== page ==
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The Trouble with Modernism: a Dialogue Continued

15 September 2020

In 2019, the Modernist Review published a dialogue on the state of Modernist Studies in several instalments, taking as its namesake the title of BAMS’ own conference: Troublesome Modernisms. It began (as so many things do) with a series of tweets in 2018 from Luke Seaber (UCL) who conjectured that ‘current Modernist Studies has something of an academic Ponzi scheme about it’. This sparked a dialogue between he and an independent researcher, Michael Shallcross, about the ‘New Modernist Studies’ and the professional demands of the modern academy. We published responses to this dialogue by Nick Hubble (Brunel University), who believed that ‘it’s time to move…to more democratic conceptions of modernity that lie beyond modernism’, and Emma West (University of Birmingham), whose own encounters with troublesome modernism found her ‘draw[ing] up a pros and cons list for including the word “modernist” in the title of [her] first monograph’. Naomi Milthorpe, Robbie Moore and Eliza Murphy intervened with their own reflections on being Modernism-Adjacent at the University of Tasmania, where ‘the spatial politics of the New Modernist Studies are particularly acute’. Luke and Michael reflected on both of these thoughtful interventions in their own final responses.

Continue reading “The Trouble with Modernism: a Dialogue Continued”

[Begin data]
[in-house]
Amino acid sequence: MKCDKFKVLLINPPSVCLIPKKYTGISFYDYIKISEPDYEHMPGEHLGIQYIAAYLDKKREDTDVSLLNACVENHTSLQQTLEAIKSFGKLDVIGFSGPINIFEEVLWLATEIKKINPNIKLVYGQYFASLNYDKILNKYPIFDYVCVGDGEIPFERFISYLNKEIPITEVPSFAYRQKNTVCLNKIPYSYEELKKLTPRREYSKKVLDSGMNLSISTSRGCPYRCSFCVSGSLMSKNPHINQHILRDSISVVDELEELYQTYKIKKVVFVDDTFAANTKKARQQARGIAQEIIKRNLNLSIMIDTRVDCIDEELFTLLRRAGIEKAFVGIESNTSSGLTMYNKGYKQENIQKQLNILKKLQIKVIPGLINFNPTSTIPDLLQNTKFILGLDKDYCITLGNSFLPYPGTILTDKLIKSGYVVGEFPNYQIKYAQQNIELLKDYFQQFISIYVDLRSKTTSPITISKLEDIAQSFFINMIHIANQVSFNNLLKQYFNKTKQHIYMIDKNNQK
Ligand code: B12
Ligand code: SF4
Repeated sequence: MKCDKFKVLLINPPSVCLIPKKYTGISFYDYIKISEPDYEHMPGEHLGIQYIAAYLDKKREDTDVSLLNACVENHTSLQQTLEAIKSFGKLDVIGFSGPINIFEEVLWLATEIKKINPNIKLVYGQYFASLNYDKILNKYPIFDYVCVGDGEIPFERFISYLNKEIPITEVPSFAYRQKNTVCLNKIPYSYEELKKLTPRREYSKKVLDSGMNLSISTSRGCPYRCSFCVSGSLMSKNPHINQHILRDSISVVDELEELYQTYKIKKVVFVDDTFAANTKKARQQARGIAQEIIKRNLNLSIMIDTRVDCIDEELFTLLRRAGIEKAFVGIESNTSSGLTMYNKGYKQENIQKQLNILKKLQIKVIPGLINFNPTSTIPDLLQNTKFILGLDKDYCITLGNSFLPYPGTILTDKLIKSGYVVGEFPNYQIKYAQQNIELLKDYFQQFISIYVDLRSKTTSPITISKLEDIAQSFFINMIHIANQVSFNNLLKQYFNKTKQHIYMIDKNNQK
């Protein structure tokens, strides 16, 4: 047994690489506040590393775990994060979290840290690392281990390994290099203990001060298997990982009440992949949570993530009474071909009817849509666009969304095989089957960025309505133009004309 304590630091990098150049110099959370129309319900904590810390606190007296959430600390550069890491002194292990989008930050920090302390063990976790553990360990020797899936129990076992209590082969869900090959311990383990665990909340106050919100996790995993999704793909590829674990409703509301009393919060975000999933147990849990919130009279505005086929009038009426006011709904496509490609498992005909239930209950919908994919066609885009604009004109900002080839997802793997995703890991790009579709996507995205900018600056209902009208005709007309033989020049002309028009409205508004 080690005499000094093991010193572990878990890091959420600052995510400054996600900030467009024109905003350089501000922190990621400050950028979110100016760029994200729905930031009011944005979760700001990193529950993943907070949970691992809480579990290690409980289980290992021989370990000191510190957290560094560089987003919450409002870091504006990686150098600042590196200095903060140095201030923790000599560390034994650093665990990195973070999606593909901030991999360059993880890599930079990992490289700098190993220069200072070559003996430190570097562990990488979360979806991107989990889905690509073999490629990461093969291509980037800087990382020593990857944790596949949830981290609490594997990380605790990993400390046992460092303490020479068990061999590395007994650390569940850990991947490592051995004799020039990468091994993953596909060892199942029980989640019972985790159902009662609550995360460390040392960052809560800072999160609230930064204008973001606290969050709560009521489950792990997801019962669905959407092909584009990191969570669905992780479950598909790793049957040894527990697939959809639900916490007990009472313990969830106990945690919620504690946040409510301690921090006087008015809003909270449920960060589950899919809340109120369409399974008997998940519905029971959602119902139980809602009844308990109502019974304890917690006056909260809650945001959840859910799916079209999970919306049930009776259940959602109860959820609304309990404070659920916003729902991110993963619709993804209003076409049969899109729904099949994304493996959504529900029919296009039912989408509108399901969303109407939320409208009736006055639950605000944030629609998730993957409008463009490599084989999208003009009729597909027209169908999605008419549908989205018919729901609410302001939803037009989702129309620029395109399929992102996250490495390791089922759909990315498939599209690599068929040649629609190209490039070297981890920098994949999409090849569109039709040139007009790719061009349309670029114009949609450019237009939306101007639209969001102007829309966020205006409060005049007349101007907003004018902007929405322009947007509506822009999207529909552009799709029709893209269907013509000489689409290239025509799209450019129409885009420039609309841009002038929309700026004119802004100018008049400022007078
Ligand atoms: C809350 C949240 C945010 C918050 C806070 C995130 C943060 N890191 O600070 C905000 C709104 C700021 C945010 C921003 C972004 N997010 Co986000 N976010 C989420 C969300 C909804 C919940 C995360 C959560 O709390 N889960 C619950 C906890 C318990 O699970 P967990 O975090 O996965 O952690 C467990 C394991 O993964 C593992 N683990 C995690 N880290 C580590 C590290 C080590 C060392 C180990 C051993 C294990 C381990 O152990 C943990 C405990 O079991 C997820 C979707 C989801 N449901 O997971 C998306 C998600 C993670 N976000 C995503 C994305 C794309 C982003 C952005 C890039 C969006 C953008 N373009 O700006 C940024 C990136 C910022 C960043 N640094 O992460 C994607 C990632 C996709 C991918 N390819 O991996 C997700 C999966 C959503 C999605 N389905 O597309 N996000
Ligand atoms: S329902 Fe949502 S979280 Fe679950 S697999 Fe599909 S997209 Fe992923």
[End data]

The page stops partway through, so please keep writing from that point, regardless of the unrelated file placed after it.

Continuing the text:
The Trouble with Modernism: a Dialogue

28th June 2019

Luke Seaber and Michael Shallcross

Introduction

In early 2018, Luke Seaber (UCL) took to Twitter to share his suspicion that ‘current Modernist Studies has something of an academic Ponzi scheme about it’. This comment caught the eye of Michael Shallcross (an independent researcher), who contacted Seaber to see if he might be interested in initiating an email exchange on the state of contemporary modernist studies. Seaber and Shallcross are perhaps well-placed to provide semi-detached commentary. They are both scholars of the seemingly anti-modernist figure, G.K. Chesterton, but their research has focused upon Chesterton’s relationships with writers more closely associated with modernism (T.S. Eliot and George Orwell for Seaber; Eliot, Wyndham Lewis, and Ezra Pound for Shallcross). Similarly, they each occupy a position of relative professional remove: neither has a lectureship in modernism, but each is employed within academia (Seaber is Tutor in Modern European Culture on the international foundation year at UCL; Shallcross works in academic and student support at York).

Continue reading “The Trouble with Modernism: a Dialogue”

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